Determinants of how undergraduate students attend to and perceive features of elective courses
Wolf, Mark B.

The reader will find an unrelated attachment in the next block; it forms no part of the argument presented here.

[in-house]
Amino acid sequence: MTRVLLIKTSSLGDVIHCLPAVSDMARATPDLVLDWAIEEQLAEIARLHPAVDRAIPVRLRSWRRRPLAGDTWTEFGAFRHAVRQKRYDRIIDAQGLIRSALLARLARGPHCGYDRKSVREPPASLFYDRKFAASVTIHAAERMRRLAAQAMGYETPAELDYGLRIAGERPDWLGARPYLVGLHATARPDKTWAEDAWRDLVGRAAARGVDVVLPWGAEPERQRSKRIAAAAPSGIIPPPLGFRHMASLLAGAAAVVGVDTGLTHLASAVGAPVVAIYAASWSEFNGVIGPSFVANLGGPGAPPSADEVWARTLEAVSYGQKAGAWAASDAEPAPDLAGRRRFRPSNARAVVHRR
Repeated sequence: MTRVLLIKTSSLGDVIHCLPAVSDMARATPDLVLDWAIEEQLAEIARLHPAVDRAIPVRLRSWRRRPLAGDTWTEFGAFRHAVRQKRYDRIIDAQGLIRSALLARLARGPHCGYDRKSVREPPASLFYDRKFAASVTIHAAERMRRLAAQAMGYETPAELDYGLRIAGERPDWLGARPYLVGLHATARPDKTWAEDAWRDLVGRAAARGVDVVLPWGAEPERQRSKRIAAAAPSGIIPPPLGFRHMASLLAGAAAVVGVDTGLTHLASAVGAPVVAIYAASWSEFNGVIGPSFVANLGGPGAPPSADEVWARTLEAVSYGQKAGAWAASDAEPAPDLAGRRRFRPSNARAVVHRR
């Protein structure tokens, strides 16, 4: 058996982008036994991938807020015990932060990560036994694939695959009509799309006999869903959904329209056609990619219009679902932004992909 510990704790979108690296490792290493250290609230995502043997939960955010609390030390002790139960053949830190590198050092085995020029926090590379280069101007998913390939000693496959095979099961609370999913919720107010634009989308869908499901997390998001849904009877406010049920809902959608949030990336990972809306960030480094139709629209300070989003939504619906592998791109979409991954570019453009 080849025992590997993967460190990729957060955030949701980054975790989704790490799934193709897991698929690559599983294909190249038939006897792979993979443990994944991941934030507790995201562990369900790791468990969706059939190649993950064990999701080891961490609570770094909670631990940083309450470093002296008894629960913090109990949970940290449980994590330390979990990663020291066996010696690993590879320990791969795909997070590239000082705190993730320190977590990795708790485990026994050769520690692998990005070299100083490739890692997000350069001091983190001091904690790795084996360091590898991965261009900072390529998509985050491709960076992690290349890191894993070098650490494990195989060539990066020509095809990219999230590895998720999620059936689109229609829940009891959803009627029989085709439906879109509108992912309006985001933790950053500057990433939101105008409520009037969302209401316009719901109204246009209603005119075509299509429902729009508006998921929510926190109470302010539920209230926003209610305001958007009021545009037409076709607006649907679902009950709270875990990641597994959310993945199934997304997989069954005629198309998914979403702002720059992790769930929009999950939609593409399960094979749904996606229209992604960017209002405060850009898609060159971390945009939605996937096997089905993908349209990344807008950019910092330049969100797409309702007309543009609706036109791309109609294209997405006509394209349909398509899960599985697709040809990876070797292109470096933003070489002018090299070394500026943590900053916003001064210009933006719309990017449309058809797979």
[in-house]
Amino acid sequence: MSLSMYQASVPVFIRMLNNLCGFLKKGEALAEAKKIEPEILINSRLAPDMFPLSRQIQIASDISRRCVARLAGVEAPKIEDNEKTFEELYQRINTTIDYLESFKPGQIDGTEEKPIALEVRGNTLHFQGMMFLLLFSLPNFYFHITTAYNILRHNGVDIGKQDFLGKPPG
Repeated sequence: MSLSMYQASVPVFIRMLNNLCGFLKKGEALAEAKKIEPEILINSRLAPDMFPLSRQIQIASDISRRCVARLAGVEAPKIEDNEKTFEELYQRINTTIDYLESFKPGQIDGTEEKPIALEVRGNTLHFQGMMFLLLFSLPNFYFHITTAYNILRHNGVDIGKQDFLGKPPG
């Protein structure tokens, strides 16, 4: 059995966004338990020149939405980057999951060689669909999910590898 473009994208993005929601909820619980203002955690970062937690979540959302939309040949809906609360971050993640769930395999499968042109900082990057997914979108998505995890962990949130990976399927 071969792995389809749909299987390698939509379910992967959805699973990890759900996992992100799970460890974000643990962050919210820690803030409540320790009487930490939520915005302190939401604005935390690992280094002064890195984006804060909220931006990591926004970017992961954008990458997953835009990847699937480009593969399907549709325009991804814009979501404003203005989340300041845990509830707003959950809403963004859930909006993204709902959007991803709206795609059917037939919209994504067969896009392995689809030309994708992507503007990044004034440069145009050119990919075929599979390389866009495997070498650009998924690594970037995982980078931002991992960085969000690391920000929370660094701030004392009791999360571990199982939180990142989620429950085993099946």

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Two studies were conducted to examine the influence of individual differences in reward sensitivity and punishment sensitivity (i.e., the behavioral activation system and the behavioral inhibition system) on course selection preferences. The pilot study was conducted to determine the association of the preference for different course features with individuals' standings on punishment sensitivity and reward sensitivity. Based on the results of the pilot study, course descriptions were developed that resemble the layout of websites (e.g., RateMyProfessors.com) used by students to select courses based on comments made by other students. In general, individual differences in punishment sensitivity were associated with lower ratings of courses, but just on the negatively worded rating items (e.g., "This course would be difficult."), and individual differences in reward sensitivity were associated with higher ratings of courses, but just on the positively worded rating items (e.g., "This course is interesting."). The influence of individual differences in punishment and reward sensitivity remained significant in models that also accounted for the influence of whether the comments were appetitive, aversive, and/or neutral, which indicates that both person and course attributes play a role in determining students' course selection preferences.